October 15, 2021 Update: 
Kasha-Katuwe Tent Rocks National Monument has proposed to modify its fee structure. Details of this proposal can be found in the Draft Business Plan. After a thorough fair market analysis, period of public comment, consultation with the Pueblo de Cochiti and presentation to the Northern New Mexico Resource Advisory Council (RAC), it was supported by both parties. For the past 25 years, the Monument’s fees have not been changed and in order to help offset operating costs, provide standard amenities and reduce dependency on other funding sources, this proposal was needed. Date of implementation for new fees and the reopening date has not been set at this time. The final Business Plan will be posted once it is completed. We look forward to welcoming back our visitors when we reopen the Monument!

July 9, 2021 Update: 
Kasha-Katuwe Tent Rocks National Monument is currently closed to the public. During the closure, BLM has had the opportunity to work on projects to enhance the visitor experience upon reopening. Projects include upgrade to trails to alleviate safety concerns within the monument. In addition, the monument has published its first Draft Business Plan outlining the current state of the Kasha-Katuwe Tent Rocks National Monument Recreation Program to ensure consistency with required statutes and laws, and establishes future management goals and priorities of the program. While the initial closure was an attempt to reduce COVID-19 exposure to the gateway community of Pueblo de Cochiti, BLM has decided to maintain the closure status of the Monument until a reopening plan has been finalized. BLM is continuing to work in close cooperation with the Pueblo de Cochiti to develop a reopening plan to address long standing issues including over-visitation, long wait times, staffing needs, and ability to provide resource protection.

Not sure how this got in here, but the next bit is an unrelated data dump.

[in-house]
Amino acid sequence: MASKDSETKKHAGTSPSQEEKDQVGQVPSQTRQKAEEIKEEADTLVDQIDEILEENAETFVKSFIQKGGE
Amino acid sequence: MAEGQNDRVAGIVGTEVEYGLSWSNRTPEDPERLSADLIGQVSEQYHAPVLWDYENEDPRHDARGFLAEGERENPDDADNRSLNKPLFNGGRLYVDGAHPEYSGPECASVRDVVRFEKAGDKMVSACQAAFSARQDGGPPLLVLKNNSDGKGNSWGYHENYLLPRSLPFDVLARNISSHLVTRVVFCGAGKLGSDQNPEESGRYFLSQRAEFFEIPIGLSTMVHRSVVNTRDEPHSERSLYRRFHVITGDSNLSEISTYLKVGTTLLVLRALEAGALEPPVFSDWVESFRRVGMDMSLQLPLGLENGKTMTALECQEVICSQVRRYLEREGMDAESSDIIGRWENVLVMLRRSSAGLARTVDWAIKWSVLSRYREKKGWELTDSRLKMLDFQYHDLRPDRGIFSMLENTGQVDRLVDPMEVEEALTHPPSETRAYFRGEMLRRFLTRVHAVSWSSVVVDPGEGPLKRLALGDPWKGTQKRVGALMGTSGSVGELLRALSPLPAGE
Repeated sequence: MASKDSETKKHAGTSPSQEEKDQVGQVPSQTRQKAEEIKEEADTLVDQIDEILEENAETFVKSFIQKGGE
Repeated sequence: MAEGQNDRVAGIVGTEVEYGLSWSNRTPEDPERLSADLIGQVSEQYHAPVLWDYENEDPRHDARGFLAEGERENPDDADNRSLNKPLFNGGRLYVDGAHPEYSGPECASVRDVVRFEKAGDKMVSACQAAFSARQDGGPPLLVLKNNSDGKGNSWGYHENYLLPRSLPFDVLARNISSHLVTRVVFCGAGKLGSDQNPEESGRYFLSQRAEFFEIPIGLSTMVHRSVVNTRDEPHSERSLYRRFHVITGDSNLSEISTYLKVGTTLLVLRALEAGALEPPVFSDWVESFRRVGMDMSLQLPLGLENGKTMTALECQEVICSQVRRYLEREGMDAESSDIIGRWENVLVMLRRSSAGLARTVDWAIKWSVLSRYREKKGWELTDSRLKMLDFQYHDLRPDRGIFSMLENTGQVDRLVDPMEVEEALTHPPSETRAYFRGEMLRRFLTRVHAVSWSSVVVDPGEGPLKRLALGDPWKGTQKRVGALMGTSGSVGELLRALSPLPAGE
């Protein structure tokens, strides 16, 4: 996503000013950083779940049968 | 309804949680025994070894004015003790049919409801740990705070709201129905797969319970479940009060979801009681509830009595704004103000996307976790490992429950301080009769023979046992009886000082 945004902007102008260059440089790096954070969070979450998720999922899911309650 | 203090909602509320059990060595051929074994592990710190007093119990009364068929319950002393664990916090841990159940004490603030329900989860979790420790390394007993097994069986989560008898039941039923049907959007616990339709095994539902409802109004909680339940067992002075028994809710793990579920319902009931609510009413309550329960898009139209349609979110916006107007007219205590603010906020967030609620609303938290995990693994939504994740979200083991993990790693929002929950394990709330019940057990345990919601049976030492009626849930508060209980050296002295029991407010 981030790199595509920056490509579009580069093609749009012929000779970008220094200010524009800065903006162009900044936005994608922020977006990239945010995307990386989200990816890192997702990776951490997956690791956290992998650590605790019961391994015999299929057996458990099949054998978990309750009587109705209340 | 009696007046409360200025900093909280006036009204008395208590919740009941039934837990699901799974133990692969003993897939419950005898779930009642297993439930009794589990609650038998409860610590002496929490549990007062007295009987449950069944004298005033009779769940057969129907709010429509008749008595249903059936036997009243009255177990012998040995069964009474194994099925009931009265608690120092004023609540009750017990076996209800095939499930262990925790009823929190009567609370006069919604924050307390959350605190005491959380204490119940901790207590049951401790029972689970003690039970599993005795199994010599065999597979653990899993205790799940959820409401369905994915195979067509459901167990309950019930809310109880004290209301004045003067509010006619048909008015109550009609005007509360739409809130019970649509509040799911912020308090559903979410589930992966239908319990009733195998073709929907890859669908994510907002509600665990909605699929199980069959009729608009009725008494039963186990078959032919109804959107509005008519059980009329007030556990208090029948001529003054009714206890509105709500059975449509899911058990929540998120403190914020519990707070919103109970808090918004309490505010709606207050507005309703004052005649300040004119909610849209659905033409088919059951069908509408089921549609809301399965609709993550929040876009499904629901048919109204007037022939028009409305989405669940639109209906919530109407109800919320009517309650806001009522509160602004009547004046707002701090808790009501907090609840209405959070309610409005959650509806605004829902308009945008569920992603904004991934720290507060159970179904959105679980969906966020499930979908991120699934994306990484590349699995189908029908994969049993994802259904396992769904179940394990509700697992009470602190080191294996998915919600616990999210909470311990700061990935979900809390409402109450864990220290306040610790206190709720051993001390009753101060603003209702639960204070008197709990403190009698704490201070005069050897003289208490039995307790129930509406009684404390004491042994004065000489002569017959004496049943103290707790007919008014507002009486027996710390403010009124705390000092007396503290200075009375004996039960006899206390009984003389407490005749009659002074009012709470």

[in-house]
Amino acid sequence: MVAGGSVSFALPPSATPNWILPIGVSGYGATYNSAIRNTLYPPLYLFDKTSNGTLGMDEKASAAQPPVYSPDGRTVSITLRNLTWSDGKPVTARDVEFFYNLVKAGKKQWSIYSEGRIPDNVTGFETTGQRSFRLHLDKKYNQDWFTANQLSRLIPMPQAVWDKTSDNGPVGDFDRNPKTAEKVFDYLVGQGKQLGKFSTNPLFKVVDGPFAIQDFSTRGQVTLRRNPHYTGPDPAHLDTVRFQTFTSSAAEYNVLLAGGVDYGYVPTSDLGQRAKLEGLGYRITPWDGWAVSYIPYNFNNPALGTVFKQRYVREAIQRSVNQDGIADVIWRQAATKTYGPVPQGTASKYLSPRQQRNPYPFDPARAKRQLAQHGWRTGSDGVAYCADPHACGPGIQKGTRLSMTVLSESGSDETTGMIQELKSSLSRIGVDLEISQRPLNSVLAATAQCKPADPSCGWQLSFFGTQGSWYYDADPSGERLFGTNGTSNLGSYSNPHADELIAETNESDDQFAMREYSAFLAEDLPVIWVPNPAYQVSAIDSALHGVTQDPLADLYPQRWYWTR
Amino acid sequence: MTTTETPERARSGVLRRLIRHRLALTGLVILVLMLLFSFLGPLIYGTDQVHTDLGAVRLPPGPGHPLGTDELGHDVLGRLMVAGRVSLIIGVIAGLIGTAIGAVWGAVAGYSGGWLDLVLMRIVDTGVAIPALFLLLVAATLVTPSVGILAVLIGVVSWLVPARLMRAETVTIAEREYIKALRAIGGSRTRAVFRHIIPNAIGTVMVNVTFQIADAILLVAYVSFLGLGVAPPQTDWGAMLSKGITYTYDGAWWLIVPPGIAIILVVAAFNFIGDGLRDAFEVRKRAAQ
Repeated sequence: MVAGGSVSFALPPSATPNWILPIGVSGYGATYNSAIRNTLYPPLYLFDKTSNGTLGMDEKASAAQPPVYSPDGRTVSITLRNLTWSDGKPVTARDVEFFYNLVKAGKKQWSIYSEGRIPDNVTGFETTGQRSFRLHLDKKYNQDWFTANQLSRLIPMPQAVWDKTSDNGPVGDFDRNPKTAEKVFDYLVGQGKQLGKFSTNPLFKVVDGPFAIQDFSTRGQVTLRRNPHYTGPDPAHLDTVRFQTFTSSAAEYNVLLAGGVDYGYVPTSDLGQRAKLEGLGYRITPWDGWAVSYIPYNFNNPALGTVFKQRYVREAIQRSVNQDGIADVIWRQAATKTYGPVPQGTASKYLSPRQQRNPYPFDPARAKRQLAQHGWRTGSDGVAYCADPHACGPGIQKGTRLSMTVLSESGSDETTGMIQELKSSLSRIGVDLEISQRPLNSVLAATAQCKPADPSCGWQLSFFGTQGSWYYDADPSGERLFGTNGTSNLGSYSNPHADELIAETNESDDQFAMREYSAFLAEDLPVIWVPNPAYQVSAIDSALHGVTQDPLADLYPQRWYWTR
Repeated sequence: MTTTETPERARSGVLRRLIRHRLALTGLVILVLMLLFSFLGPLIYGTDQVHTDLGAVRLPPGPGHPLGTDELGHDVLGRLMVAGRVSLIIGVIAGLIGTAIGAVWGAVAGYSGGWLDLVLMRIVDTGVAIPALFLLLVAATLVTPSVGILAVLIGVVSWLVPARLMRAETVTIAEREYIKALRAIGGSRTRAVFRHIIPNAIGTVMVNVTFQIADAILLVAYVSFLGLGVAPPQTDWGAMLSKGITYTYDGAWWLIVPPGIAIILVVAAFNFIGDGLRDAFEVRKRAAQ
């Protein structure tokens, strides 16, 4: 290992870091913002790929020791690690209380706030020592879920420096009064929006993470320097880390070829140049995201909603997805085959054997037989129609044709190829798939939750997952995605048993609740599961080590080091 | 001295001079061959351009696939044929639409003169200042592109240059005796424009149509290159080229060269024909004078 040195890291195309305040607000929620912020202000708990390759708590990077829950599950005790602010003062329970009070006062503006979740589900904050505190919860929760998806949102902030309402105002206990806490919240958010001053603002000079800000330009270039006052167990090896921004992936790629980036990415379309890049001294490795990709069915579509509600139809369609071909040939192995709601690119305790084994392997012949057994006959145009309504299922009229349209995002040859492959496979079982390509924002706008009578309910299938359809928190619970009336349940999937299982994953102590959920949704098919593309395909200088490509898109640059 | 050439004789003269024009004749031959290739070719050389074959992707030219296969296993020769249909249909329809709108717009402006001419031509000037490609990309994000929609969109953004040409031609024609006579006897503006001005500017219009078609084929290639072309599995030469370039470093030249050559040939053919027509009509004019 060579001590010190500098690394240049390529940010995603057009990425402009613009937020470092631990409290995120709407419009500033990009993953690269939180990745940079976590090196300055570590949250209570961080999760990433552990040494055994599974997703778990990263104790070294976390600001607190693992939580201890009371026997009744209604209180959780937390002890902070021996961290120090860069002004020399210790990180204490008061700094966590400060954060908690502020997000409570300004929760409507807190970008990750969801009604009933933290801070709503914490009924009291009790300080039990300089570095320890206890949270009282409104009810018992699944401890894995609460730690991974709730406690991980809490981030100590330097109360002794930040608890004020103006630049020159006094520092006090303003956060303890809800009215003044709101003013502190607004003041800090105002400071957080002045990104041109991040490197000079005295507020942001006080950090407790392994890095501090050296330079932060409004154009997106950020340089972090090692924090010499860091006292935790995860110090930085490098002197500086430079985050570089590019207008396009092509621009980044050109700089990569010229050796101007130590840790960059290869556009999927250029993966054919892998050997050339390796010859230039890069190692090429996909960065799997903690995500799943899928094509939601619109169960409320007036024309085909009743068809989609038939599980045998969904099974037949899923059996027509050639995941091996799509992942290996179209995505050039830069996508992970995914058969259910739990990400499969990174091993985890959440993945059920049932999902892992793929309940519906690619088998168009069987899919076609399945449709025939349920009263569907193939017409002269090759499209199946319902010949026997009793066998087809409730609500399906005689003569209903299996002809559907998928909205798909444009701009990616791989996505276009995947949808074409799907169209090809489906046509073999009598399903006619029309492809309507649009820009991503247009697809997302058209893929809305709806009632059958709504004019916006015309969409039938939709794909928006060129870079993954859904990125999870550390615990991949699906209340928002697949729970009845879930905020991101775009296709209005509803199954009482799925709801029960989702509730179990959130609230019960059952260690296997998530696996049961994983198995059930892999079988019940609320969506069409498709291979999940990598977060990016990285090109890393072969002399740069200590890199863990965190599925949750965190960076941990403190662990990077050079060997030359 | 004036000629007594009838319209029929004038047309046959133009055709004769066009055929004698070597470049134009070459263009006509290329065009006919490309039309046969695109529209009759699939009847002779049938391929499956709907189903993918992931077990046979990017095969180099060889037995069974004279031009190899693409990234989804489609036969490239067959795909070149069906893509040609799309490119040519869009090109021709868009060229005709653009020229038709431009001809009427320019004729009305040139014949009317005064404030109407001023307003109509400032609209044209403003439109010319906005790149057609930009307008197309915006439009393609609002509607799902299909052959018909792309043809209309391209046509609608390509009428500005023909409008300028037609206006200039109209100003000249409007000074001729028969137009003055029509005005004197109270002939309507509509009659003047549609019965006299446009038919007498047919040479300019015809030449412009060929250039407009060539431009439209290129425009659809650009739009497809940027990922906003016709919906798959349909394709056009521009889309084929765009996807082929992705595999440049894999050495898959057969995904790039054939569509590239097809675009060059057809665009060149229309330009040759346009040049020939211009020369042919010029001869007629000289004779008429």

It is BLM’s hope that through these efforts, the Monument will re-open in a way that reduces impacts on the land and resources, as well as to the Cochiti people, and will provide an improved experience for all visitors. As reopening plans become more solidified, BLM will be releasing new information to the public via https://www.blm.gov/visit/kktr and our social media pages. We look forward to seeing our visitors when we reopen!

Kasha-Katuwe Tent Rocks National Monument

Kasha-Katuwe Tent Rocks National Monument
Address:

Rio Puerco Field Office 100 Sun Avenue NE Albuquerque, NM 87109

Latitude/Longitude:
35.65842306, -106.4230367
Directions:

From Albuquerque, head north on I-25 and take the exit for Santo Domingo/Cochiti Lake Recreation Area (Exit 259) off I-25 onto NM 22. Follow the signs on NM 22 to Cochiti Pueblo and Kasha-Katuwe Tent Rocks National Monument.

From Santa Fe, head south on I-25 and take the Cochiti Pueblo Exit 264 off I-25 onto NM 16. Turn right off NM 16 onto NM 22, and follow the signs to Cochiti Pueblo and the National Monument.

Note, following the GPS coordinates may take you through tribal lands that are not accessible. Please follow the directions above and access the Monument from I-25.

DAY USE AREA
HIKING
WILDLIFE VIEWING

Kasha-Katuwe Tent Rocks National Monument

October 15, 2021 Update: